To analyze tactile sensation categories, we have focused, in particular, on onomatopoeia (general term for mimetic words formed by imitation of a sound or synesthetic association between a sound and sensation) used to express tactile sensations. Onomatopoeia is a convenient way to express sensations in everyday life and is also widely used in Japanese manga and literary works. Compared with other languages, Japanese is known to have a large number of onomatopoeic words for tactile sensations. Thus, we chose tactile onomatopoeic words as tactile sensation categories and analyzed the impressions that they connote. In our experiment, we chose forty-two Japanese onomatopoeic words for tactile sensations and asked participants to numerically rate their perception of how the onomatopoeic words connote size, friction, and viscosity. For example, the word zara-zara may connote size at a level of 3, friction at 5, and viscosity at 2 for a certain participant, indicating how he or she perceives different onomatopoeic words in terms of these impression criteria. A two-dimensional distribution map of onomatopoeic words constructed from the responses of 20 participants is shown in Fig. 2 (For details of the analysis, refer to [3]).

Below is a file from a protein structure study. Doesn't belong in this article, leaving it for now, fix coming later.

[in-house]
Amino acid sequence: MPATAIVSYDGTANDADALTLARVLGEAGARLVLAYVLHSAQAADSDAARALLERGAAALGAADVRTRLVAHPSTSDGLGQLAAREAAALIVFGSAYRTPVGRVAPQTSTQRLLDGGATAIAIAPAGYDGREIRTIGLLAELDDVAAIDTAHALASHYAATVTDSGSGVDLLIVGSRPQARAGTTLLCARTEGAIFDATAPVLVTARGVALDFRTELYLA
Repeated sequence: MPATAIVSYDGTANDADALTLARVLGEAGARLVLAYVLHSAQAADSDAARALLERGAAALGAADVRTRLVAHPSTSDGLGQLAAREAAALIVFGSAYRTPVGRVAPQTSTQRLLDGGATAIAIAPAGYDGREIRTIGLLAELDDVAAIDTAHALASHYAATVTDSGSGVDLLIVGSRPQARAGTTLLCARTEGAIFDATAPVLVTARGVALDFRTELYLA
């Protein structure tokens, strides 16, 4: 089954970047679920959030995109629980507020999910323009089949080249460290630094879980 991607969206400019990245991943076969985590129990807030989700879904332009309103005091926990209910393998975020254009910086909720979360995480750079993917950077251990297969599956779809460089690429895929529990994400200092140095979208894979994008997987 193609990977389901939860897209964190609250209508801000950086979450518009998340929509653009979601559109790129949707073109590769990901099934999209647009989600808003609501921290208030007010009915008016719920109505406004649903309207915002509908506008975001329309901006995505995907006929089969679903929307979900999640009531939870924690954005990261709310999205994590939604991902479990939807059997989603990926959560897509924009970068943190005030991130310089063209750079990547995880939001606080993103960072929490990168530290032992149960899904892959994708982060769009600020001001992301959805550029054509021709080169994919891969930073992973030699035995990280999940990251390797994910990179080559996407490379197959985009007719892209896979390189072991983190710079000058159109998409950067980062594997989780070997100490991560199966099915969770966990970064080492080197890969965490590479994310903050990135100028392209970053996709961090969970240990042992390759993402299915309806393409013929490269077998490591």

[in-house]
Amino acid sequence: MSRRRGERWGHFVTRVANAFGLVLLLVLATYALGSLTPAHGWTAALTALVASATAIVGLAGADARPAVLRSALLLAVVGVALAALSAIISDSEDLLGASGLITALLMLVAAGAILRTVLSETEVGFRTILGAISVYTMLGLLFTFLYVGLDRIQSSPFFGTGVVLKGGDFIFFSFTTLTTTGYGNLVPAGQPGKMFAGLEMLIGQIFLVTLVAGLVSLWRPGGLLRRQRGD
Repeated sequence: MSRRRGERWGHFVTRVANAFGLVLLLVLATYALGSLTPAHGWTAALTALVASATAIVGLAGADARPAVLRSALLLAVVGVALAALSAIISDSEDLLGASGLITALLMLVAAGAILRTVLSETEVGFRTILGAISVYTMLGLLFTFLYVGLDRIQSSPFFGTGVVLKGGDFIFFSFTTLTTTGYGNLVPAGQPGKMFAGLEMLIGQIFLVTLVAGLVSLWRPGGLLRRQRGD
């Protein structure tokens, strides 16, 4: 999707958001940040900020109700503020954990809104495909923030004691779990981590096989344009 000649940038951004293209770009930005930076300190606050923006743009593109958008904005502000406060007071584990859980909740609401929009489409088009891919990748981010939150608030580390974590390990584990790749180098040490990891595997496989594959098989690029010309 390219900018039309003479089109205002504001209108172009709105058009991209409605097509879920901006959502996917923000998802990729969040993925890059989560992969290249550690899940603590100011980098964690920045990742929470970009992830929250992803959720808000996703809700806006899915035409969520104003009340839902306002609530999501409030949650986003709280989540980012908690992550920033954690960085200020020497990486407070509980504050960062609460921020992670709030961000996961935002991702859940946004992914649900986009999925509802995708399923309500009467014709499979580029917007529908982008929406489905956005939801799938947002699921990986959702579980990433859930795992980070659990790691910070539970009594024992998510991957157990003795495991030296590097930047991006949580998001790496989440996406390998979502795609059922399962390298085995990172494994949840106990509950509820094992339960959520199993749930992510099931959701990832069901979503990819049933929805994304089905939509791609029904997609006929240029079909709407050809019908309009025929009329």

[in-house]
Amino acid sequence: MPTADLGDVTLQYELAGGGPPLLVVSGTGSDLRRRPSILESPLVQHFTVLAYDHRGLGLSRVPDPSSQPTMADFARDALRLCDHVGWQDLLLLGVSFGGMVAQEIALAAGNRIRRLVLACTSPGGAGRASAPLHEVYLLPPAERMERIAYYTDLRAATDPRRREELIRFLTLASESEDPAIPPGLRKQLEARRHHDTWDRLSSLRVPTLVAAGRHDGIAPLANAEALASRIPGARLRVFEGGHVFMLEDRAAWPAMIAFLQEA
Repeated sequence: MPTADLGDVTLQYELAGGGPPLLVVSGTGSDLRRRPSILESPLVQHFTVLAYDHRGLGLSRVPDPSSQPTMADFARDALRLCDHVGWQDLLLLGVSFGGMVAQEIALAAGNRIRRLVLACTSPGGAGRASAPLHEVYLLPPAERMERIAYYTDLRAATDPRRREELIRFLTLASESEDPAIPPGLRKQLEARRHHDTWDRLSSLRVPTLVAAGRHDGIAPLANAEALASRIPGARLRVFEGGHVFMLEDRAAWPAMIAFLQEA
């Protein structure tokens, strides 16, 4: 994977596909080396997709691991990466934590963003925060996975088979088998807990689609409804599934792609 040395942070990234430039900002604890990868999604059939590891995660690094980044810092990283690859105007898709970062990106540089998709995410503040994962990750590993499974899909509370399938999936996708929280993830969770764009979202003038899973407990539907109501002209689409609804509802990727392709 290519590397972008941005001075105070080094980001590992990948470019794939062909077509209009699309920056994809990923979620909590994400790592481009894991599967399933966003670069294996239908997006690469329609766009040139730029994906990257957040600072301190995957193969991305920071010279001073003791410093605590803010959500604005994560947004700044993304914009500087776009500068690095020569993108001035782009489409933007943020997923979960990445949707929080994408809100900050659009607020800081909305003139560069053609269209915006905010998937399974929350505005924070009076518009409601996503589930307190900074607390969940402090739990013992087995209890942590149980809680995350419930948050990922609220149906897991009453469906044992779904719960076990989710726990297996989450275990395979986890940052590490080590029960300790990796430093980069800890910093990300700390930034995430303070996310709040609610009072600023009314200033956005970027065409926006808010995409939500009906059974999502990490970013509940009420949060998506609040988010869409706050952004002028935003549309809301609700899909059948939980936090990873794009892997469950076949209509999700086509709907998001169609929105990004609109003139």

Fig. 2. Two-dimensional distribution map of onomatopoeic words for tactile sensation.